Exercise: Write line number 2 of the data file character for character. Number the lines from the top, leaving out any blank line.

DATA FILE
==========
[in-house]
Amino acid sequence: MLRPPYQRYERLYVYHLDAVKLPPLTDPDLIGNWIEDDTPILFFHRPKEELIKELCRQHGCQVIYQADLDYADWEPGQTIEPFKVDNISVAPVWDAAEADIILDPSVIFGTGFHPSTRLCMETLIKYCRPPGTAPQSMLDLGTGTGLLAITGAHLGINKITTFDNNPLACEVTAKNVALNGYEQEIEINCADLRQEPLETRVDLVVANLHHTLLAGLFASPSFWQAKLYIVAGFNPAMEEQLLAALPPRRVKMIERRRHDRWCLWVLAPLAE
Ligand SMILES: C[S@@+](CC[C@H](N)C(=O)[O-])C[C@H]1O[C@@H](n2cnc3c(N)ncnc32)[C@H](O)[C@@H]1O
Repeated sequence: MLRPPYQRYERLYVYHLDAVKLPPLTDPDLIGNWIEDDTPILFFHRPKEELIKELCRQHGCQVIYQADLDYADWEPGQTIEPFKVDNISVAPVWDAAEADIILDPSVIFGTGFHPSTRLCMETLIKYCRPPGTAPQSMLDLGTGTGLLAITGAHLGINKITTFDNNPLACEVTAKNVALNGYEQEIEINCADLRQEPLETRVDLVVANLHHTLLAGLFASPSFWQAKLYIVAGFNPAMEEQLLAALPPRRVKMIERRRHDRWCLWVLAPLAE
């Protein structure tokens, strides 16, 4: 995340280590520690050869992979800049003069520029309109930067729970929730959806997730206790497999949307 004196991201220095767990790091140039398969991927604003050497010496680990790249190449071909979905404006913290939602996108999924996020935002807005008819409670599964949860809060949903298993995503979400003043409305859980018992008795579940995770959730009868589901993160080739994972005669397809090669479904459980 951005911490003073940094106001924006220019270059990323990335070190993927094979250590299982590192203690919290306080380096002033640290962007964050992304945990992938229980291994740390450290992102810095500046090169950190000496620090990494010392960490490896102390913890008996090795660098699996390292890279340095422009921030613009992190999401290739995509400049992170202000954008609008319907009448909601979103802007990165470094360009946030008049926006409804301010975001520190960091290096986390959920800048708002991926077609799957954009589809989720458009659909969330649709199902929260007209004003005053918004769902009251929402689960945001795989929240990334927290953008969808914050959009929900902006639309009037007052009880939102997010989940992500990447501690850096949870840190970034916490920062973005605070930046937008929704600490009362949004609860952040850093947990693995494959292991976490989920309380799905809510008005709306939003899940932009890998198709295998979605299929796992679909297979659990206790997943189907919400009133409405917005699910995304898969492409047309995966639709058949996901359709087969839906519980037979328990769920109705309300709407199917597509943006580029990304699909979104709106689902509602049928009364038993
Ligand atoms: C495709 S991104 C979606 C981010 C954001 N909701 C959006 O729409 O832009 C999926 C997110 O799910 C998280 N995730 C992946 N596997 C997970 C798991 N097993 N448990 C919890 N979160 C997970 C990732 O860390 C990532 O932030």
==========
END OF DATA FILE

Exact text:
Amino acid sequence: MLRPPYQRYERLYVYHLDAVKLPPLTDPDLIGNWIEDDTPILFFHRPKEELIKELCRQHGCQVIYQADLDYADWEPGQTIEPFKVDNISVAPVWDAAEADIILDPSVIFGTGFHPSTRLCMETLIKYCRPPGTAPQSMLDLGTGTGLLAITGAHLGINKITTFDNNPLACEVTAKNVALNGYEQEIEINCADLRQEPLETRVDLVVANLHHTLLAGLFASPSFWQAKLYIVAGFNPAMEEQLLAALPPRRVKMIERRRHDRWCLWVLAPLAE